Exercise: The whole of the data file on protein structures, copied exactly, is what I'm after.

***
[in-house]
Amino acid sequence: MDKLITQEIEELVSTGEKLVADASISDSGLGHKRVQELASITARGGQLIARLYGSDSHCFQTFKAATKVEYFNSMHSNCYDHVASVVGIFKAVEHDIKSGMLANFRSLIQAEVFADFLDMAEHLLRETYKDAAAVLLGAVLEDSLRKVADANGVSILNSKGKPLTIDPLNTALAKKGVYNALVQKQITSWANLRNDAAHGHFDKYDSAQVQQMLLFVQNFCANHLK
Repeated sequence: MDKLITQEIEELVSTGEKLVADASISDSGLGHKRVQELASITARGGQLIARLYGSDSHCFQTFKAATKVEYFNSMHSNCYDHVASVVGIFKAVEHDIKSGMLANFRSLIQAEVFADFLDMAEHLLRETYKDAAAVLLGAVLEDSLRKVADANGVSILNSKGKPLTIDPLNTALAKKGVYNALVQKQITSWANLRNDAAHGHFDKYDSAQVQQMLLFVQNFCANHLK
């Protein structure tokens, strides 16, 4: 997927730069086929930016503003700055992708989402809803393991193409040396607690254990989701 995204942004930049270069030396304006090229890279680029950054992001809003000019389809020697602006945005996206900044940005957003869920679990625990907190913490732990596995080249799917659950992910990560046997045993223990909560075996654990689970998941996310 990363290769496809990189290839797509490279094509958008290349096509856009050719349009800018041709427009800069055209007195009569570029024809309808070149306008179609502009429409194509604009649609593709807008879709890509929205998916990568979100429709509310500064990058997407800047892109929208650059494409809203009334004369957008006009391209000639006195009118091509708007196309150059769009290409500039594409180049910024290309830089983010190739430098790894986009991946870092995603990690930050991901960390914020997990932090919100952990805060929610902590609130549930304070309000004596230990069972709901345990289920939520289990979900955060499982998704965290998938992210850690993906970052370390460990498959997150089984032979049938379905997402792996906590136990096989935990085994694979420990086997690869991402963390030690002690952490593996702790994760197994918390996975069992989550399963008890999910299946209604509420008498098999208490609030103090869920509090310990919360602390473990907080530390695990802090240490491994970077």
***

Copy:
[in-house]
Amino acid sequence: MDKLITQEIEELVSTGEKLVADASISDSGLGHKRVQELASITARGGQLIARLYGSDSHCFQTFKAATKVEYFNSMHSNCYDHVASVVGIFKAVEHDIKSGMLANFRSLIQAEVFADFLDMAEHLLRETYKDAAAVLLGAVLEDSLRKVADANGVSILNSKGKPLTIDPLNTALAKKGVYNALVQKQITSWANLRNDAAHGHFDKYDSAQVQQMLLFVQNFCANHLK
Repeated sequence: MDKLITQEIEELVSTGEKLVADASISDSGLGHKRVQELASITARGGQLIARLYGSDSHCFQTFKAATKVEYFNSMHSNCYDHVASVVGIFKAVEHDIKSGMLANFRSLIQAEVFADFLDMAEHLLRETYKDAAAVLLGAVLEDSLRKVADANGVSILNSKGKPLTIDPLNTALAKKGVYNALVQKQITSWANLRNDAAHGHFDKYDSAQVQQMLLFVQNFCANHLK
């Protein structure tokens, strides 16, 4: 997927730069086929930016503003700055992708989402809803393991193409040396607690254990989701 995204942004930049270069030396304006090229890279680029950054992001809003000019389809020697602006945005996206900044940005957003869920679990625990907190913490732990596995080249799917659950992910990560046997045993223990909560075996654990689970998941996310 990363290769496809990189290839797509490279094509958008290349096509856009050719349009800018041709427009800069055209007195009569570029024809309808070149306008179609502009429409194509604009649609593709807008879709890509929205998916990568979100429709509310500064990058997407800047892109929208650059494409809203009334004369957008006009391209000639006195009118091509708007196309150059769009290409500039594409180049910024290309830089983010190739430098790894986009991946870092995603990690930050991901960390914020997990932090919100952990805060929610902590609130549930304070309000004596230990069972709901345990289920939520289990979900955060499982998704965290998938992210850690993906970052370390460990498959997150089984032979049938379905997402792996906590136990096989935990085994694979420990086997690869991402963390030690002690952490593996702790994760197994918390996975069992989550399963008890999910299946209604509420008498098999208490609030103090869920509090310990919360602390473990907080530390695990802090240490491994970077």